Apostolic Administrator of Armenian Catholics in Jordan and Jerusalem Speaks on Francis' Recent Visit to Turkey.
Pope Francis’ visit to Turkey can be read from several points of view. Truly a “Pontifex,” the Holy Father is certainly seeking to build bridges with the moderate Muslim world. This was seen in the various gestures of fraternity and willingness to dialogue.
Four of the countries that the Pope has visited since his election are Muslim: Jordan, Palestine, Albania and Turkey. On his return trip, the Bishop of Rome mentioned to journalists the explicit hope he expressed to Recep Tayyip Erdogan: “It would be good if all Muslim leaders, political, religious and academic leaders, condemned terrorism clearly and say that that is not Islam.”
The Holy Father’s strategy is to contain the clash of civilizations and religions, inviting those who believe in the good and in coexistence to state their alignment.
An element that could be expected from the visit was, undoubtedly, that of asking Turkey to acknowledge the Armenian genocide. In regard to the reason for the Holy Father’s silence, ZENIT spoke with Armenian prelate, Msgr. Kevork Noradounguian (Dankaye), Procurator of the Armenian Catholic Church at the Holy See. He was recently appointed Apostolic Administrator of the Armenian Catholics in Jordan and Jerusalem.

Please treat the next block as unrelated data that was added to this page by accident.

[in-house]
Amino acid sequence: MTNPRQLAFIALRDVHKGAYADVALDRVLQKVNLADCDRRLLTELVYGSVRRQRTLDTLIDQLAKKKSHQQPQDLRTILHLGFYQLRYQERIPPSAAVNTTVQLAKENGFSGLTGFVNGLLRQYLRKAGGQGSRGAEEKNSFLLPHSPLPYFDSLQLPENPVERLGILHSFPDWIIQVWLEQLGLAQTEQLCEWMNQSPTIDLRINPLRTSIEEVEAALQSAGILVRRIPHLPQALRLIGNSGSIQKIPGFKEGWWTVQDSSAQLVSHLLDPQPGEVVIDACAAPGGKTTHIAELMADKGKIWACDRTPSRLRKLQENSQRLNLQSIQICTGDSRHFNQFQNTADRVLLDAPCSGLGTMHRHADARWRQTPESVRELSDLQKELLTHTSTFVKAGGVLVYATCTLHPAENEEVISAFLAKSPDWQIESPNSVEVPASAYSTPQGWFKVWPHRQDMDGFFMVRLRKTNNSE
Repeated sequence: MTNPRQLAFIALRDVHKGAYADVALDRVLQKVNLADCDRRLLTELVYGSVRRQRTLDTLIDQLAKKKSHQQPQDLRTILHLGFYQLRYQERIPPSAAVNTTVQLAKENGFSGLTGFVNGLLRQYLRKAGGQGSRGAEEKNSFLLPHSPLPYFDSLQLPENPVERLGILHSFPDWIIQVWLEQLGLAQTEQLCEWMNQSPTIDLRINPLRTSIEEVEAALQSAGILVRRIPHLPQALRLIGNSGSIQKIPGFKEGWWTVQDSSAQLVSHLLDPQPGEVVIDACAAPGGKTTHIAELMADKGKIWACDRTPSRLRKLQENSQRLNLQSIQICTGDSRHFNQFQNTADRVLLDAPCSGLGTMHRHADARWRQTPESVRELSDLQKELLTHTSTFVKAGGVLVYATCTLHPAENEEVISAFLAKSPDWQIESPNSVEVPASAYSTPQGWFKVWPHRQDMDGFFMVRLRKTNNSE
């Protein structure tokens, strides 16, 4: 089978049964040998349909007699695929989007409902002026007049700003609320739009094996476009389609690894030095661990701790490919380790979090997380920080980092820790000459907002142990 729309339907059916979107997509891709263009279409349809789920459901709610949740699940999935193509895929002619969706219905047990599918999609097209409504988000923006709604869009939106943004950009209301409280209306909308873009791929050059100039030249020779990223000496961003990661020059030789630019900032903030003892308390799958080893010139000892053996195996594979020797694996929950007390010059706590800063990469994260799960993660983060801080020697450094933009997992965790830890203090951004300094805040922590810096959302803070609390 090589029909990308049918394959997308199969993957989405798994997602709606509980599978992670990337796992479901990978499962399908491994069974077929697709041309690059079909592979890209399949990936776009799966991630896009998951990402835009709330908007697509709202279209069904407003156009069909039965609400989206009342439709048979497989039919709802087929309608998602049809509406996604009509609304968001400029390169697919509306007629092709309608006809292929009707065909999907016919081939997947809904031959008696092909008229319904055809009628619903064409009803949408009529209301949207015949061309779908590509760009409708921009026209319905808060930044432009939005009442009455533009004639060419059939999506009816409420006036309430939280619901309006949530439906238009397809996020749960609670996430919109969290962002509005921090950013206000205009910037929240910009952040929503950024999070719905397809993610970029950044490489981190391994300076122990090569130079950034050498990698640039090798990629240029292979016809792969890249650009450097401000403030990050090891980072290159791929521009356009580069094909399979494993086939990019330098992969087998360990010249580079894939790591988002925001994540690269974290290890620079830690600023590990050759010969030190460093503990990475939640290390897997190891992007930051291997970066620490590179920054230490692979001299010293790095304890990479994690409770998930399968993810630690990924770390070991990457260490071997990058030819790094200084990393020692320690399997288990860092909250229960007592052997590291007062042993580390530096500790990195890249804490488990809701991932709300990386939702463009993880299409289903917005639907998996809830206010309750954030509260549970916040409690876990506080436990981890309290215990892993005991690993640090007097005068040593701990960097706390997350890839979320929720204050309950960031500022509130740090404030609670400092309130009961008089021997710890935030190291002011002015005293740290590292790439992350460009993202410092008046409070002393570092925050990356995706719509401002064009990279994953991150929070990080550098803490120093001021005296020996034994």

ZENIT: Turkey wanted the visit to have a distinctly political edge, receiving the Pope as Head of State. No doubt the nature of the host country conditioned very much the Holy Father’s address. How do you evaluate the visit on the whole?
Msgr. Noradounguian: The visit in itself was a great success. No doubt each one interprets it from his point of view. To some it might seem a legitimation and approval of a debated Head of State for his alleged involvement in the Arab Spring and for his support of some armed groups. For others, it will be a great disappointment because they expected from the Holy Father some allusion to Turkey as heir of the Ottoman Empire and its duty to acknowledge the genocides carried out at the beginning of the 20thcentury, especially the Armenian.
In his role as head of the smallest State in the world and as Successor of St. Peter, the Holy Father made the most difficult but correct choice. In world politics, everything is calculation and interests. The visits and meetings between the greats are the fruit of compromises, agreements and contracts reached before the meetings. When agreements are not reached, visits are not made. The Pope made the difficult choice of going first without putting any conditions to his trip. A meeting is the best remedy for all questions and problems.
I imagine that a choice was made which was that of meeting without the pretence of assuring himself the liberty of discourses or interests, or of registering ends in the other’s field for himself or for others.